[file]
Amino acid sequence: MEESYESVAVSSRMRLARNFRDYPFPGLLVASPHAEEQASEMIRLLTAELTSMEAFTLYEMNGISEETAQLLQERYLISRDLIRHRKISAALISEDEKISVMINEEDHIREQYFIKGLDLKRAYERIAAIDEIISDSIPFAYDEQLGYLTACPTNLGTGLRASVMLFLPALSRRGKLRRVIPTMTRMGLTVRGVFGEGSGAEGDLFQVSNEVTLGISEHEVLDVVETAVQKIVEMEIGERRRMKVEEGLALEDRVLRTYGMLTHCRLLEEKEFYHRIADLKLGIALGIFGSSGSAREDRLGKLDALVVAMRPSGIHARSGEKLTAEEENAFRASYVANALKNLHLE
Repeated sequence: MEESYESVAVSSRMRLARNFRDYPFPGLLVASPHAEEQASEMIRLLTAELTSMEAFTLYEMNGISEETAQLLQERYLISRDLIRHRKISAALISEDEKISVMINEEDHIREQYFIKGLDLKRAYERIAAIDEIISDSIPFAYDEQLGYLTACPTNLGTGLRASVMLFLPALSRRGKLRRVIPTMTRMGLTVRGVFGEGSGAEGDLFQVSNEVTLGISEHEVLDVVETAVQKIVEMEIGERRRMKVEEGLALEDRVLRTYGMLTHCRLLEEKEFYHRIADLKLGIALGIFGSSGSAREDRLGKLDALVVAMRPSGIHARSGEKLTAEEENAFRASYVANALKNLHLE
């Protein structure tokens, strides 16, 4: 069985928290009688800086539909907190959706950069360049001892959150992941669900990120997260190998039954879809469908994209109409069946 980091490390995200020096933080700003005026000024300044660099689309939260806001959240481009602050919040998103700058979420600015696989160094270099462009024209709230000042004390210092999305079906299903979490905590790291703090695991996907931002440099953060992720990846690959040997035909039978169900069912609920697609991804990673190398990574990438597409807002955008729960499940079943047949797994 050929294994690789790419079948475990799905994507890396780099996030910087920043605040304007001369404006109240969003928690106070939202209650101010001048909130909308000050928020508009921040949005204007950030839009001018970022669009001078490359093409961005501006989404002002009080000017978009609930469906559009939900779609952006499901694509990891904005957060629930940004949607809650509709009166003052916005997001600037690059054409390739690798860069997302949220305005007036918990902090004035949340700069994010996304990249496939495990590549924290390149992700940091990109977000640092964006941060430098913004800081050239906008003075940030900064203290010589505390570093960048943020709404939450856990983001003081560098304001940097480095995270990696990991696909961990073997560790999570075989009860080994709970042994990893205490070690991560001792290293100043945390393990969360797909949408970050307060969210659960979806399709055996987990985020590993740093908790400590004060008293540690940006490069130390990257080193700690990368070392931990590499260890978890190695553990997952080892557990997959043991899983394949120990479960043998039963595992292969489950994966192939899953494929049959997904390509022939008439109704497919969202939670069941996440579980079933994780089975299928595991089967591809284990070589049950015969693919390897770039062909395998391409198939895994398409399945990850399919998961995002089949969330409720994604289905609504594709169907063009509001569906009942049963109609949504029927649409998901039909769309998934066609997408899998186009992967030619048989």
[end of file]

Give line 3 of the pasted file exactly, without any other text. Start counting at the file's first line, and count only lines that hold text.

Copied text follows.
């Protein structure tokens, strides 16, 4: 069985928290009688800086539909907190959706950069360049001892959150992941669900990120997260190998039954879809469908994209109409069946 980091490390995200020096933080700003005026000024300044660099689309939260806001959240481009602050919040998103700058979420600015696989160094270099462009024209709230000042004390210092999305079906299903979490905590790291703090695991996907931002440099953060992720990846690959040997035909039978169900069912609920697609991804990673190398990574990438597409807002955008729960499940079943047949797994 050929294994690789790419079948475990799905994507890396780099996030910087920043605040304007001369404006109240969003928690106070939202209650101010001048909130909308000050928020508009921040949005204007950030839009001018970022669009001078490359093409961005501006989404002002009080000017978009609930469906559009939900779609952006499901694509990891904005957060629930940004949607809650509709009166003052916005997001600037690059054409390739690798860069997302949220305005007036918990902090004035949340700069994010996304990249496939495990590549924290390149992700940091990109977000640092964006941060430098913004800081050239906008003075940030900064203290010589505390570093960048943020709404939450856990983001003081560098304001940097480095995270990696990991696909961990073997560790999570075989009860080994709970042994990893205490070690991560001792290293100043945390393990969360797909949408970050307060969210659960979806399709055996987990985020590993740093908790400590004060008293540690940006490069130390990257080193700690990368070392931990590499260890978890190695553990997952080892557990997959043991899983394949120990479960043998039963595992292969489950994966192939899953494929049959997904390509022939008439109704497919969202939670069941996440579980079933994780089975299928595991089967591809284990070589049950015969693919390897770039062909395998391409198939895994398409399945990850399919998961995002089949969330409720994604289905609504594709169907063009509001569906009942049963109609949504029927649409998901039909769309998934066609997408899998186009992967030619048989």